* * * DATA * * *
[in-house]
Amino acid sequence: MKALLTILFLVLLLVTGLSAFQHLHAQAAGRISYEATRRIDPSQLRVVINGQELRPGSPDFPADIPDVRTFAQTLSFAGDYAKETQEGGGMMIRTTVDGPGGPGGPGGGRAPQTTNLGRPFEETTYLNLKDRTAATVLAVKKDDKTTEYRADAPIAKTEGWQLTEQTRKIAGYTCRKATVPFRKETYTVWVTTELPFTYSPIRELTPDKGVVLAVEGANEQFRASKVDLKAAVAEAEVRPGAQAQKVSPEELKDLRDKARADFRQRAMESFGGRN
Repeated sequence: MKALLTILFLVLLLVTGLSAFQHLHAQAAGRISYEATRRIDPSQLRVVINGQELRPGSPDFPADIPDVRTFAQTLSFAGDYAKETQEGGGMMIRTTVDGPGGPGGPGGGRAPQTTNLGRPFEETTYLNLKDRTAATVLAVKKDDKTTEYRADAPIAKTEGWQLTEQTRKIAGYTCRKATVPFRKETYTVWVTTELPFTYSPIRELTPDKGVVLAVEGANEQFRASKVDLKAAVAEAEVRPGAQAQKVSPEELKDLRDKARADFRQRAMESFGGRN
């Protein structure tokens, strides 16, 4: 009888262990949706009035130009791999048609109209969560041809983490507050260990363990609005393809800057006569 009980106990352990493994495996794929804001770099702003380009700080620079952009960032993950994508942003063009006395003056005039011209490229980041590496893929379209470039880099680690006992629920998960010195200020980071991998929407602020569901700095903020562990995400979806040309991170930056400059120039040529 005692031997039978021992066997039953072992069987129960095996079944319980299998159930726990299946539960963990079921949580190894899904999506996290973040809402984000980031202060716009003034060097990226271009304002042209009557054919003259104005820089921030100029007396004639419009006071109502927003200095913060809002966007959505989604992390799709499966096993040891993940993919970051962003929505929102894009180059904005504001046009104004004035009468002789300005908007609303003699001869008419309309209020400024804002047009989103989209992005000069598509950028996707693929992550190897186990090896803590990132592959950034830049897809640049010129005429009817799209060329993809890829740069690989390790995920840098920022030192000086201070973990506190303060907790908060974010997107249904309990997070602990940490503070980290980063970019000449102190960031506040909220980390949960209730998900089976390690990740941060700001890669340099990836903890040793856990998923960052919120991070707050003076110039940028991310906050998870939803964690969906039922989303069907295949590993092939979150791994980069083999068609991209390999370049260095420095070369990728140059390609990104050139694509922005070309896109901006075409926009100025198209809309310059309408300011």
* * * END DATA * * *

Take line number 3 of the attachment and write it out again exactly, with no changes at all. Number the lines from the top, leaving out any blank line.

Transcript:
Repeated sequence: MKALLTILFLVLLLVTGLSAFQHLHAQAAGRISYEATRRIDPSQLRVVINGQELRPGSPDFPADIPDVRTFAQTLSFAGDYAKETQEGGGMMIRTTVDGPGGPGGPGGGRAPQTTNLGRPFEETTYLNLKDRTAATVLAVKKDDKTTEYRADAPIAKTEGWQLTEQTRKIAGYTCRKATVPFRKETYTVWVTTELPFTYSPIRELTPDKGVVLAVEGANEQFRASKVDLKAAVAEAEVRPGAQAQKVSPEELKDLRDKARADFRQRAMESFGGRN